Why CDC should recommend infant meningitis vaccinations
Julianne Malveaux | 11/2/2011, 5 p.m.
Evergrace Davis knows that her son Terrence is lucky. He is a meningitis survivor. He beat a disease that kills one in every seven afflicted.
At just 20 months old, Terrence awoke with a cough and fever. Like most moms, Evergrace thought he was coming down with the flu. But when her son's symptoms didn't improve, Evergrace took Terrance to the hospital, where he was diagnosed with meningococcal meningitis. He remained in the hospital recovering for two weeks.
Fortunately, Terrence suffered no permanent disabilities from his bout with meningitis, an atypical outcome for those who contract this relatively rare but devastating disease.
Of those who survive the disease, many endure life-long health issues such as limb amputations, facial disfigurement, paralysis, seizures, blindness, loss of hearing or brain damage.
Evergrace knows now that bacterial meningitis is a vaccine-preventable disease. But what may come as a surprise to her and other parents is that the Centers for Disease Control (CDC) appears poised to deny many parents access to new life-saving meningitis immunizations for infants.
Currently, vaccinations can prevent meningitis and there are federally approved vaccines for Americans ages 2 through 55. In fact, many states require schoolchildren to be vaccinated, as do most colleges.
But even though the CDC estimates reveal that the disease incidence is three to seven times higher in infants under 1 year old than in any other age group, it wasn't until this year that a federally approved vaccine for infants 2 and younger became available. Too late to protect young Terrence, but not too late to prevent future tragedies.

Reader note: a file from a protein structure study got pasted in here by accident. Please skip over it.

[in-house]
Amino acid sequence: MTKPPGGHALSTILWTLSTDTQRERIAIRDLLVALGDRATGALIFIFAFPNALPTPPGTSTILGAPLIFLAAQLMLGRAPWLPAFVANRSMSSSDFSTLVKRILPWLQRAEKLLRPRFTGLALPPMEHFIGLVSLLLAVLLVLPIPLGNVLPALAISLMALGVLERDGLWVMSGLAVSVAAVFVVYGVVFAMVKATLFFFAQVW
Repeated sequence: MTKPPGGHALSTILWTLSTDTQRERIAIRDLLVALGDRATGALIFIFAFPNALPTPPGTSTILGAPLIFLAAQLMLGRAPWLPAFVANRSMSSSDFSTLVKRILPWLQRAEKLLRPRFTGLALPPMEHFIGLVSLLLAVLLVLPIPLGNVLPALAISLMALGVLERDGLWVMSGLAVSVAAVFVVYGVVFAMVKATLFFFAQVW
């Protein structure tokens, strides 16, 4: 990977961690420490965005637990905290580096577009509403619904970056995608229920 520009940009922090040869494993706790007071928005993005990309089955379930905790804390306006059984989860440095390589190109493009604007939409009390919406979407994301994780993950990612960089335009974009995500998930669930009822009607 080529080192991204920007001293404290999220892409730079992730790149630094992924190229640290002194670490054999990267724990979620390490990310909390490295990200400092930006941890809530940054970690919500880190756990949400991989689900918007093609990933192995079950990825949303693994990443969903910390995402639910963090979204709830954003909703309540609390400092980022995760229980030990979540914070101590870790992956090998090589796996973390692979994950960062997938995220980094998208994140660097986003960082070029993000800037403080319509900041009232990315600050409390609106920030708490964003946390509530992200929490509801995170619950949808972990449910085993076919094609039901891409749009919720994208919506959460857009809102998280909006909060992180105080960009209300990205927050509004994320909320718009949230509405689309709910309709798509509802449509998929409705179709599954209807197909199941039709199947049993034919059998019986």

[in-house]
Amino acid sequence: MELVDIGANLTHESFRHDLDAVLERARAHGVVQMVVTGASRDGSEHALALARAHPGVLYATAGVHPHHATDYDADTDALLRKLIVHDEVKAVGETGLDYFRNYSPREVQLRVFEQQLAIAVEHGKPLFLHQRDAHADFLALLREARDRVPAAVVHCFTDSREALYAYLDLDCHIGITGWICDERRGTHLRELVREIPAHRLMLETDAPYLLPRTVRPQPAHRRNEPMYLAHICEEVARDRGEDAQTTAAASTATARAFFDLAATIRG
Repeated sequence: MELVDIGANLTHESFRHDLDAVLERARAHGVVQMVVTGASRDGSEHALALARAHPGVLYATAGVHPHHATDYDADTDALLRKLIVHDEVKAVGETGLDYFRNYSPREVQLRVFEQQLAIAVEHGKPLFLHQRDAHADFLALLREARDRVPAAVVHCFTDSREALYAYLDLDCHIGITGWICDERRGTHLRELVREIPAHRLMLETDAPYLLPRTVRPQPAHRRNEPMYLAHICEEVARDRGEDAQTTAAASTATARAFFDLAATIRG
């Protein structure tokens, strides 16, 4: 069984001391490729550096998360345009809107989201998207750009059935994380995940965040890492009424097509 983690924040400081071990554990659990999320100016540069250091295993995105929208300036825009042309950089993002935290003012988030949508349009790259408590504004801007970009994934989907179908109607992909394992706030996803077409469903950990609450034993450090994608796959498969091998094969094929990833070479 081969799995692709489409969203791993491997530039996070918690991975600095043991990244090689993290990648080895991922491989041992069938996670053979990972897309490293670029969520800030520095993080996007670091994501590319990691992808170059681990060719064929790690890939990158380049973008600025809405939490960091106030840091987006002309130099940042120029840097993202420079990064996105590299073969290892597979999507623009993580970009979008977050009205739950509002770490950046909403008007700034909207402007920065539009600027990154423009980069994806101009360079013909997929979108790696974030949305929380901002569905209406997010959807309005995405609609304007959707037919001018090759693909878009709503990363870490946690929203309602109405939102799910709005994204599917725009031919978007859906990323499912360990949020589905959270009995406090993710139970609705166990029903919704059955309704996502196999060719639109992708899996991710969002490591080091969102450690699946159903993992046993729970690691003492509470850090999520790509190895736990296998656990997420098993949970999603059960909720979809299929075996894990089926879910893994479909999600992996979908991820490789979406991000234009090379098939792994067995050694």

However, unlike with prescription medication, vaccines that are declared safe and effective must additionally be "recommended" by the CDC before they are routinely administered by pediatricians and covered by insurers and federal healthcare programs for the poor and underserved.
You would think vaccinating infants against a deadly disease would be a top priority for the CDC, our nation's premier public health organization. After all, never before has the CDC balked at recommending a safe and effective vaccine. But the CDC and its "expert vaccine panel" signaled at a meeting in late October that it planned not to recommend meningitis vaccines for infants.
Rightly, patient advocates, consumer groups and infectious disease experts are worried that by not recommending infant meningitis vaccines, the CDC will be denying many parents the ability to choose whether or not to vaccinate their infant against meningitis.
Most importantly, a routine recommendation would ensure predominately low-income and minority children would have the cost of their vaccines covered by the Federal Vaccines for Children Program. Without a routine recommendation, only affluent parents will be able to afford vaccinating their children against meningitis, a reality that would further highlight a dangerous health equality problem facing our nation. The CDC putting new vaccines out of the reach of needy families is certainly not a sensible remedy.
Every parent deserves the right to protect their children from deadly diseases, no matter how uncommon they may be. In these tough economic times, the last thing the CDC should be doing is throwing up additional hurdles for underserved families to get the life-saving, preventative treatment they need.
Julianne Malveaux, Ph.D., is president of Bennett College for Women, and Deborah Perry Piscione is CEO of Desha Productions Inc., parent company of Alley to the Valley and BettyConfidential. They are co-authors of the bestselling book "Unfinished Business: A Democrat and Republican Take on the 10 Most Important Issues Women Face" (Perigee).
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